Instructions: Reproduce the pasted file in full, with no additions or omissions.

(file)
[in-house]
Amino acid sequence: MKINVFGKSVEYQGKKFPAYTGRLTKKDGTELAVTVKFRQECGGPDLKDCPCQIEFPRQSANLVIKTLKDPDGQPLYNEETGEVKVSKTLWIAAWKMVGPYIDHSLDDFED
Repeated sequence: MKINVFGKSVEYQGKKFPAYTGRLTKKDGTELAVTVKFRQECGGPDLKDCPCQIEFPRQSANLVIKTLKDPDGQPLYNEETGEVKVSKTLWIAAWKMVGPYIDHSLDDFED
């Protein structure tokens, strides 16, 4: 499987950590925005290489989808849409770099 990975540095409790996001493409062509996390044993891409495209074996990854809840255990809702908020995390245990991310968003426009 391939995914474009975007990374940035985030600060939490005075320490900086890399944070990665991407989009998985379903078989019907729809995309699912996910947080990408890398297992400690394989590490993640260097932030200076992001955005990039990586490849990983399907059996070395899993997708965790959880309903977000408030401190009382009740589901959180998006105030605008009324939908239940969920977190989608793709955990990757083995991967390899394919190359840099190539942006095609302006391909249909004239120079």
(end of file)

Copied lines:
[in-house]
Amino acid sequence: MKINVFGKSVEYQGKKFPAYTGRLTKKDGTELAVTVKFRQECGGPDLKDCPCQIEFPRQSANLVIKTLKDPDGQPLYNEETGEVKVSKTLWIAAWKMVGPYIDHSLDDFED
Repeated sequence: MKINVFGKSVEYQGKKFPAYTGRLTKKDGTELAVTVKFRQECGGPDLKDCPCQIEFPRQSANLVIKTLKDPDGQPLYNEETGEVKVSKTLWIAAWKMVGPYIDHSLDDFED
């Protein structure tokens, strides 16, 4: 499987950590925005290489989808849409770099 990975540095409790996001493409062509996390044993891409495209074996990854809840255990809702908020995390245990991310968003426009 391939995914474009975007990374940035985030600060939490005075320490900086890399944070990665991407989009998985379903078989019907729809995309699912996910947080990408890398297992400690394989590490993640260097932030200076992001955005990039990586490849990983399907059996070395899993997708965790959880309903977000408030401190009382009740589901959180998006105030605008009324939908239940969920977190989608793709955990990757083995991967390899394919190359840099190539942006095609302006391909249909004239120079």